• Food Science: The Low-Down on High-Fructose Corn Syrup
• TV Watch: New High Fructose Corn Syrup Ads

(via: Princeton University)
(Image: Flickr member Pink Shebet Photography licensed for use by Creative Commons)

Sarah Rae TroverMarch 23, 2010 01:00PMTags
Food Science, sugar, health, science, high fructose corn syrup                                             ……………………………………………….Good Question: Why Should High Fructose Corn Syrup Be Avoided?
Here’s a good question from Sarah about a complicated subject that gets us all a little confused:

Can you give me the scoop on high fructose corn syrup? Why should it be avoided? Is it the same thing as bottled “corn syrup” found in the baking aisle?

For starters, check out our food science post on high fructose corn syrup. This gives some background on how corn syrup is made and the differences between straight corn syrup and the high fructose version.

There are a couple of different issues that go into corn syrup. The main one has to do with how pervasive it has become as an ingredient in processed foods in the United States. It’s in our soft drinks, our candy bars, our cereal, our condiments, and even our bread, just to name a few. Start reading the labels at the grocery store and you’ll be surprised at how often corn syrup or high fructose corn syrup appear as an ingredient!

Part of the argument for avoiding corn syrup is simply that we need to decrease our reliance on this crop. One of the reasons that corn syrup is used so heavily because it’s become the cheapest sweetener for companies to use. It’s become so cheap as a result of many different factors, including an over-abundance of corn, government subsidies, and market pressure.

Another argument for avoiding corn syrup is for health reasons. Not only is corn syrup itself highly processed, but the foods it goes into are highly processed. If you see “corn syrup” on the list of ingredients, chances are you’re looking a highly processed food product. Although it’s a matter of debate whether corn syrup by itself causes obesity and other health conditions, it’s hard to argue that a diet high in processed foods are really part of a healthy diet.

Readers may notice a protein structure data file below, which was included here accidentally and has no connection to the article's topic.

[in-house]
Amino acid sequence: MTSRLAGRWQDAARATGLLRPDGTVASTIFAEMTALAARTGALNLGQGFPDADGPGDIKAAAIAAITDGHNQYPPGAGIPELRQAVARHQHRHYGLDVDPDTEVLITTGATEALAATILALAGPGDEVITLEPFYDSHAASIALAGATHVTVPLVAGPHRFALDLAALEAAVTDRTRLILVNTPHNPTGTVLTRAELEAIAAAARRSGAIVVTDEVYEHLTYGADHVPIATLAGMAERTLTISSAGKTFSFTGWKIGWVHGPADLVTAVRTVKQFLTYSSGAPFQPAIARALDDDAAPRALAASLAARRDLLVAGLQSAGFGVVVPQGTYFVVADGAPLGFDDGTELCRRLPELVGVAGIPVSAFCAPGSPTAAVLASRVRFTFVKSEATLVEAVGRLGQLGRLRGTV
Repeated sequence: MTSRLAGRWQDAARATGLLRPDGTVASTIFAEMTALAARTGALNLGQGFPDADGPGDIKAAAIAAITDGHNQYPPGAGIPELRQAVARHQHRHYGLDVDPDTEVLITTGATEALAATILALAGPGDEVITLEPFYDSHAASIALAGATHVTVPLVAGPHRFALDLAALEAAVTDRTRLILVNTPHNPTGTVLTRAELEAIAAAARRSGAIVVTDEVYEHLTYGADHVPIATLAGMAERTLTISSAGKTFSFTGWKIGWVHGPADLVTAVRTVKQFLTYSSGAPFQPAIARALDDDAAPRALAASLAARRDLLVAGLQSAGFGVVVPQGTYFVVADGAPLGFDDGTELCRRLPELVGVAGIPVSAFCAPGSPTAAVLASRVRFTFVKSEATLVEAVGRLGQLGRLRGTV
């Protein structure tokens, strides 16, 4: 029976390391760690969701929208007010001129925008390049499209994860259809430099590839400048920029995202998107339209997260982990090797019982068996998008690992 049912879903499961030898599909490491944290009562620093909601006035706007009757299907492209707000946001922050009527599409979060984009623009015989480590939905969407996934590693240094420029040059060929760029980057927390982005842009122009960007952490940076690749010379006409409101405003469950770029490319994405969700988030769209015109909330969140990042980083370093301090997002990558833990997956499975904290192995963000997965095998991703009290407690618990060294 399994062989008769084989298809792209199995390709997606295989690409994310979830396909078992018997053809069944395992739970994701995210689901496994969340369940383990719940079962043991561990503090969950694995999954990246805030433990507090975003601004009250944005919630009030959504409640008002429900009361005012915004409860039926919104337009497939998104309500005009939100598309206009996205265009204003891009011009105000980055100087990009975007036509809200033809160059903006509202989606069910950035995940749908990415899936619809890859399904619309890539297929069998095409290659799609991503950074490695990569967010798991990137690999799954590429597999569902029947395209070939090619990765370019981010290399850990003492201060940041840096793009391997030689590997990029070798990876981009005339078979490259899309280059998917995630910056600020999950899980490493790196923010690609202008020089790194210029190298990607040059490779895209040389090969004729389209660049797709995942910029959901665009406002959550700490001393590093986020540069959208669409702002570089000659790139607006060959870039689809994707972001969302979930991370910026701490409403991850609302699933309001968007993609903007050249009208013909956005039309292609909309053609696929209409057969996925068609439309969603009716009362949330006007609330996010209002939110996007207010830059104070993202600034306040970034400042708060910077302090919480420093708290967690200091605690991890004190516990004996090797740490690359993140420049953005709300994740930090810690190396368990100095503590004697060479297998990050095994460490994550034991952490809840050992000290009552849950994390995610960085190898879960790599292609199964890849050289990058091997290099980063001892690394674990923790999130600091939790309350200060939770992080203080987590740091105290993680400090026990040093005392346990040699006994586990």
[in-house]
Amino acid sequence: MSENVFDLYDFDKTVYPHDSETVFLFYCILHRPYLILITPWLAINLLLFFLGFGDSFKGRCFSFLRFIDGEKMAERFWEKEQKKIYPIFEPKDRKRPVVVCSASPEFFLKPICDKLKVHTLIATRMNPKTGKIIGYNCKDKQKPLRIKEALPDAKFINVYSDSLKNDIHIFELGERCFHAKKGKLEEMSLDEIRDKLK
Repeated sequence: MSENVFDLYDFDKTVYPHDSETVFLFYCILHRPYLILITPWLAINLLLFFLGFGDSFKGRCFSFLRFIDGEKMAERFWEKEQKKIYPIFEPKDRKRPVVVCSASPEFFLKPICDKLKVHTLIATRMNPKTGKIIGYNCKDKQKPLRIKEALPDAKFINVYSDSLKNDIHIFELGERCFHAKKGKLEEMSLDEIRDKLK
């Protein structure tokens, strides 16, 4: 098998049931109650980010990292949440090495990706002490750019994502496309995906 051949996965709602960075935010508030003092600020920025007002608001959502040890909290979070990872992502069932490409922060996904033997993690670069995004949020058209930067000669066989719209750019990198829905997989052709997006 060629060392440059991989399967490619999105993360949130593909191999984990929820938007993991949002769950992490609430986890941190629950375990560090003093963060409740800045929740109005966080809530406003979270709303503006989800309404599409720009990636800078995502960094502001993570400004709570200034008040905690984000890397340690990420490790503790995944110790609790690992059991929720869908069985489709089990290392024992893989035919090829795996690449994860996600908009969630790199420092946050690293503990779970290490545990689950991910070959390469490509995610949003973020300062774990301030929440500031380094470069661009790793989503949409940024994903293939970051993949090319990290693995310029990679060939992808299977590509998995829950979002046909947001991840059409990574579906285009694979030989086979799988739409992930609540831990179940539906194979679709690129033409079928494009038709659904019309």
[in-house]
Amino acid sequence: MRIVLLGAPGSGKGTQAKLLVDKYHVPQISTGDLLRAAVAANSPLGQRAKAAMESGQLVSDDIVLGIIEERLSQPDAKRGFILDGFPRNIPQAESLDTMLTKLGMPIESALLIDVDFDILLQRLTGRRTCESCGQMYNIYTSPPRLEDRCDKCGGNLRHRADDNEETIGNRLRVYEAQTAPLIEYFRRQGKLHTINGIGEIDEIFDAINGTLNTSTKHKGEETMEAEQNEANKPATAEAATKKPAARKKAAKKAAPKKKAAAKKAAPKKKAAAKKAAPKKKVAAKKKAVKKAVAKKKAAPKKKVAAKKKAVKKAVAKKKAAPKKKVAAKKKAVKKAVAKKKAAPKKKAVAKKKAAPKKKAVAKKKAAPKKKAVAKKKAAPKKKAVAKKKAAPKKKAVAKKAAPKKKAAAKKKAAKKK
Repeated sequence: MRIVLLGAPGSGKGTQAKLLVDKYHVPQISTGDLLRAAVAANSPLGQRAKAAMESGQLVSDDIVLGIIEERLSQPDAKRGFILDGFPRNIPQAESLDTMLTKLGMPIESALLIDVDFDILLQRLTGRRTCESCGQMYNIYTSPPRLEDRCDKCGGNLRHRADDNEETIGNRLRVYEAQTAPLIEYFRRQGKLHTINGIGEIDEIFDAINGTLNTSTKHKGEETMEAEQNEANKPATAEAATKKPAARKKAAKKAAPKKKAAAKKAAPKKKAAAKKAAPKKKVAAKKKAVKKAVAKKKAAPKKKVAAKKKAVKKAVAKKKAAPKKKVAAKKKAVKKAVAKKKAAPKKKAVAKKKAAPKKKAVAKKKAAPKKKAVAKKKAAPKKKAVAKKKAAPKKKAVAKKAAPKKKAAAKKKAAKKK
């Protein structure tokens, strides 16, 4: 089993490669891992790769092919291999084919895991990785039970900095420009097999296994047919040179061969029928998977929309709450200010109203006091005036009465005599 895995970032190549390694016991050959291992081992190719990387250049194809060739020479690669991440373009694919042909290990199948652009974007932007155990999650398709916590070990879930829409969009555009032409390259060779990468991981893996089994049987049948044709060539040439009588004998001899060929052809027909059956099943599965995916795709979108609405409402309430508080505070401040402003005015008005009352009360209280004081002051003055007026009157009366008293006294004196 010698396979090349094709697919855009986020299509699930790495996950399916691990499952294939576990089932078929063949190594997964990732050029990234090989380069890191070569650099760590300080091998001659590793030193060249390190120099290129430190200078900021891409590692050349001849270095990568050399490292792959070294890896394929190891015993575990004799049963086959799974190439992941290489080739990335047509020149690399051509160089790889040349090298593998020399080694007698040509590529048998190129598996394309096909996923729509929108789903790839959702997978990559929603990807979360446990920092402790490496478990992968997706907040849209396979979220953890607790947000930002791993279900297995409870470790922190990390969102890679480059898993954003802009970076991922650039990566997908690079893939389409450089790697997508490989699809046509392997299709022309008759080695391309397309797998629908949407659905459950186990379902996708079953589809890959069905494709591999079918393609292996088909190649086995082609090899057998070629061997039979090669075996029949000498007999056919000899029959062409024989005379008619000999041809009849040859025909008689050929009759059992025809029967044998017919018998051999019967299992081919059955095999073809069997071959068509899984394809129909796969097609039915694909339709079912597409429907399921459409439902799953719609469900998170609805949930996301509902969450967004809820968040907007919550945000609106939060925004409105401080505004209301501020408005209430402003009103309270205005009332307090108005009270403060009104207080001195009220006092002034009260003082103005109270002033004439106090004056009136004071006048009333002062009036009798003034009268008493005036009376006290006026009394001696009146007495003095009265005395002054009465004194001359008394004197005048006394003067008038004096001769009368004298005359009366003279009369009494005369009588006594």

Something that can get lost or misunderstood in all these conversations is that corn syrup by itself is not really bad. Yes, it’s a processed food product, but if we’re only using it a few times a year in special recipes, we don’t feel the need to get too worried about health issues. Of course, some of us who feel strongly about the presence of so much corn in our food system also avoid buying corn syrup as a form of boycotting.

Also, yes, the corn syrup found in the baking aisle is the same corn syrup that is under so much debate. Karo Corn Syrup, one of the more popular brands, also contains high fructose corn syrup. Cane syrups and non-high-fructose corn syrups are available at many natural food stores.

This is a very very basic introduction to the corn syrup situation. We definitely recommend Omnivore’s Dilemma and In Defense of Food by Michael Pollan if you’re looking for a more comprehensive exploration of all the issues at hand.

We hope this helps! What else would you add to better explain these issues to Sarah and other curious readers?

Next question?
Related: Good Question: What Are Processed Foods?

(Image: Flickr member mbk licensed under Creative Commons)

Emma ChristensenJanuary 28, 2009 02:00PMTags
History, Politics, Questions, Healthy Living, Sweets, Baking Ingredients, Rice & Grains, high fructose corn syrup, corn syrup                                                                                                                                             get healthy